Editors note: This was originally posted on August 9, 2012, a few days after the death of Ruggiero Ricci.
It was with a great sense of sadness that I heard about the passing of the legendary violinist Ruggiero Ricci this past Monday (August 6th). A musician whose work I certainly grew up with and enjoyed greatly. During a time when there were a lot of musical giants in our midst, he stood out as one of the best.
Aside from performing over 6,000 concerts in 65 countries during his 70-year solo career, Ricci also made over 500 recordings, on every major label. He taught violin at Indiana University, the Juilliard School and the University of Michigan. He also taught at the University Mozarteum in Salzburg, Austria. Ricci held master classes in the United States and Europe. He wrote Left Hand Technique, a pedagogical volume for violin published by G. Schirmer.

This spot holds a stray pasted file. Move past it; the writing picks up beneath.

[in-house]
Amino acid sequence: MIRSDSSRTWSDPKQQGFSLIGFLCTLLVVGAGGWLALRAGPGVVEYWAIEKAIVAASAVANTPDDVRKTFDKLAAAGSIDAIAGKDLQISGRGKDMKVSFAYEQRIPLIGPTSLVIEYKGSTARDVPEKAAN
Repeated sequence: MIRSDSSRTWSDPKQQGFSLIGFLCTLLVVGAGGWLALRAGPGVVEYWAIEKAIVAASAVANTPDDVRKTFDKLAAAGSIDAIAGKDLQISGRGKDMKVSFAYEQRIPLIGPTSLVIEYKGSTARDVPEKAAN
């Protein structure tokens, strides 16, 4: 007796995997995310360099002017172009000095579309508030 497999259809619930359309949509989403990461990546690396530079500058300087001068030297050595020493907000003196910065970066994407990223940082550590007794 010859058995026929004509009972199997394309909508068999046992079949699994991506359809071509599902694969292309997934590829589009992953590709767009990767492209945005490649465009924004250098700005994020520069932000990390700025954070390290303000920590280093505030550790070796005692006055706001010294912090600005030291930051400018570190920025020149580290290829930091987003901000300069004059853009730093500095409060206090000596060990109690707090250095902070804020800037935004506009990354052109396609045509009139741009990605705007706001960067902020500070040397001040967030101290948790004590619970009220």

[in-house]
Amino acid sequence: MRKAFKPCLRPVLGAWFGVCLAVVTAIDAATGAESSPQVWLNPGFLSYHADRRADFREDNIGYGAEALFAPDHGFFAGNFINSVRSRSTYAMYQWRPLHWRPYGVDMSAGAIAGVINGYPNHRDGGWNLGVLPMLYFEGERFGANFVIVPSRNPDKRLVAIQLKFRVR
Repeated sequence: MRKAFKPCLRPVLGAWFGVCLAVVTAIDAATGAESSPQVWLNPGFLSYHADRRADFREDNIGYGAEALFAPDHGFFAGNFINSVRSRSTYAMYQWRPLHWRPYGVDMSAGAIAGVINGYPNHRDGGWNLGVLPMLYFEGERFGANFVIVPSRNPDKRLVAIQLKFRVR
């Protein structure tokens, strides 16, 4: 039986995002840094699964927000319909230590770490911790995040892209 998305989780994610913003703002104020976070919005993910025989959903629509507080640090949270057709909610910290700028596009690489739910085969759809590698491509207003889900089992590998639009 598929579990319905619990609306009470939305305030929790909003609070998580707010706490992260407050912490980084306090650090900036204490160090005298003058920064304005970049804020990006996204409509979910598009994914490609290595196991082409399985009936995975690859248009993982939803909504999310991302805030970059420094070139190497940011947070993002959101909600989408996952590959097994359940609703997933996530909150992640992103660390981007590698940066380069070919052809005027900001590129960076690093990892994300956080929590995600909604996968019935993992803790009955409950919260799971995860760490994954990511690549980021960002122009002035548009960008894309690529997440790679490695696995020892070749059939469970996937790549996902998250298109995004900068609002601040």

Ricci owned many precious instruments, including the Guarneri Del Gesù violin known as the ex-Bronisław Huberman of 1734, a Storioni, a Luiz Bellini, a Curtin & Alf, a David Bague and a couple of Regazzi. He played, on September 18, 1997, his fourth recording of the Paganini Caprices on Paganini’s own Guarneri, Il Cannone, on loan to him by the City of Genoa, Italy.
Ricci died of heart failure in August 2012 at his home in Palm Springs, California, aged 94.
So this week, rather than our Summer perusal of the Festivals in Europe, I thought I would offer a unique concert as way of tribute to the memory of a gifted and talented performer whose artistry enriched the lives of countless audiences.
This one is a rarity – I don’t think it’s been heard by very many people, or almost none. It’s a Hollywood Bowl concert from July 13, 1965 featuring the Los Angeles Philharmonic, guest conducted by another legend, Hans Swarowsky with Ruggiero Ricci as violin solo in the Sibelius violin concerto.
Here’s the rundown. It’s broken up over two players and there are no announcements. This is the raw, unedited tape recorded as it happened.
Part 1: Berlioz: Roman Carnival Overture
Sibelius: Violin Concerto (w/Ruggiero Ricci, solo)
Part 2: Brahms: Symphony Number 4
A rare and unique opportunity to hear the work of a rare and unique artist.
It’s only fitting.